Improving your cardiovascular fitness is potentially the lowest hanging fruit when it comes to achieving your health and fitness goals.

A strong cardiovascular system will allow for greater levels of training intensity, aid recovery and offer substantial benefits across your health, strength, performance and aesthetics.

But cardio is not black or white. You don’t have to be in a gym or have access to a certain machine to do ‘cardio’. That is the real beauty of it.

A cardiovascular stimulus is one that requires the body to create and expend energy for a given period of time. That can be done through lifting weights, bodyweight movements, going cycling or out for a run – to give just a few examples.

Developing your cardiovascular fitness really comes down to how often you expose your body and system to said stimulus. So if running doesn’t work for you, that’s fine. All you need to do is follow some core cardio principles…

1. Movement

To create a cardiovascular stimulus, use loaded or unloaded movements that surround the bodies primal patterns. These include lunges, carries, sled push/drag, crawling, press-ups, pull-ups and everything in-between.

2. Duration

Prolonged durations of exercise will generally require lower levels of intensity, which will have a highly beneficial effect on your aerobic system.

Zone 2 (heart rate) movement, or movement at a lower intensity, will create positive adaptation to your body’s aerobic system. Walking, cycling, sled work, crawling and other forms of lower impact cyclical movement all offer a great opportunity to hit your cardio base.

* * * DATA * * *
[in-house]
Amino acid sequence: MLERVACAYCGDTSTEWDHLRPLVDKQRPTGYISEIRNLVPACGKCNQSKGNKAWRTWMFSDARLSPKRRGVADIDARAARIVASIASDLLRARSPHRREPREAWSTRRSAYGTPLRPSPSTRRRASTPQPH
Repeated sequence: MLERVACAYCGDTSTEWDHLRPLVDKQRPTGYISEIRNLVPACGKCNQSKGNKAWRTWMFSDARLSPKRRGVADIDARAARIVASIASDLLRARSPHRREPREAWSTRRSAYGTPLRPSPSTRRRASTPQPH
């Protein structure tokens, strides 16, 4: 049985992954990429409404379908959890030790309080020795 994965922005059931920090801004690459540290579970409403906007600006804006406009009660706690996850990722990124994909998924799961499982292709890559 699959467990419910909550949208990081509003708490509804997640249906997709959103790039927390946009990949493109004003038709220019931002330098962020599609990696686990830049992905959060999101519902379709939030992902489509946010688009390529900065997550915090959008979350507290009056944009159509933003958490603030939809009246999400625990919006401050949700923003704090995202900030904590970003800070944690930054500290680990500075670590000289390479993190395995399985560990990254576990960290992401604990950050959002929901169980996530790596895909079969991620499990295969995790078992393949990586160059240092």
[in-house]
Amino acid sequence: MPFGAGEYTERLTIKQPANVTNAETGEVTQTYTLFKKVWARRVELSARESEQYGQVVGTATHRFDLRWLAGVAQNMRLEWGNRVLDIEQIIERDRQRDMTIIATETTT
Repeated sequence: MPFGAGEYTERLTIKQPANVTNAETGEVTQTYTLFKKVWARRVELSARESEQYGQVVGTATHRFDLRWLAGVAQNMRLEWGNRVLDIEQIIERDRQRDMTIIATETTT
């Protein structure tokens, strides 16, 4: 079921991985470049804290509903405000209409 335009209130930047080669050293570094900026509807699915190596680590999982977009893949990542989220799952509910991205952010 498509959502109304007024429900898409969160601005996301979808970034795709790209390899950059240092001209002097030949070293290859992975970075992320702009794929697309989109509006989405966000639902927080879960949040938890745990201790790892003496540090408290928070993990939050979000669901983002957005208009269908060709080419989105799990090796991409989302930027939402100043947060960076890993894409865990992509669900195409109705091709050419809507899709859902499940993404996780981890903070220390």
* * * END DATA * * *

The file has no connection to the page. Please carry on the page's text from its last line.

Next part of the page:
What about full-send cardio? Performing high-intensity intervals all the time may in fact cause more harm than good in terms of cortisol release and muscular fatigue.

While there is of course a time and a place for all-out zone 4-5 work, it shouldn’t be your sole focus when looking to build your base fitness.

3. Application

How many times per week should you be doing ‘cardio’? The answer is that there are no rules here.

Cardio does NOT ‘kill your gains’, therefore a great introduction could be two to three sessions per week around your current strength training.

Remember, the body cannot recognise the difference between a cross-trainer or a sled. It will, however, react to the stimulus provided, the demands required to perform what you ask of it, and the intensity at which you execute the workout.

Regular exposure to cardio will create lasting change and will certainly increase your fitness, in turn increasing your ability to perform and recover.

TRY THESE CARDIO WORKOUTS

How To Improve Aerobic Fitness – Tips & Workouts | Men's Fitness UK

Longer, continuous efforts 

15-min AMRAP

1a. 20m x Sled push
1b. 20m x Sled drag
1c. 20m x Suitcase carry R+L (target 25-35% bodyweight)

30-min cardio

  • Run, bike, row, SkiErg, swim – the choice is yours.
  • Whatever your preference, lock the effort in to 65-75% max heart rate. 

How To Improve Aerobic Fitness – Tips & Workouts | Men's Fitness UK

Intervals

3 mins work/2 mins rest

1a. 6 x Front rack reverse lunge R+L
1b. 12 x Kettlebell swing
1c. 6 x Burpee

  • Perform as many rounds as you can with the three-minute work window, then rest for two minutes.
  • Complete 3-5 rounds (15-25 minutes total).

500m row

  • Perform at 85-95% of max heart rate.
  • Complete 8-12 rounds with two minutes rest in-between.

The Movement Blueprint’s TRAIN and PERFORM programmes can help you effectively incorporate cardio training to build strength and fitness simultaneously. Visit themovementblueprint.co to find out more.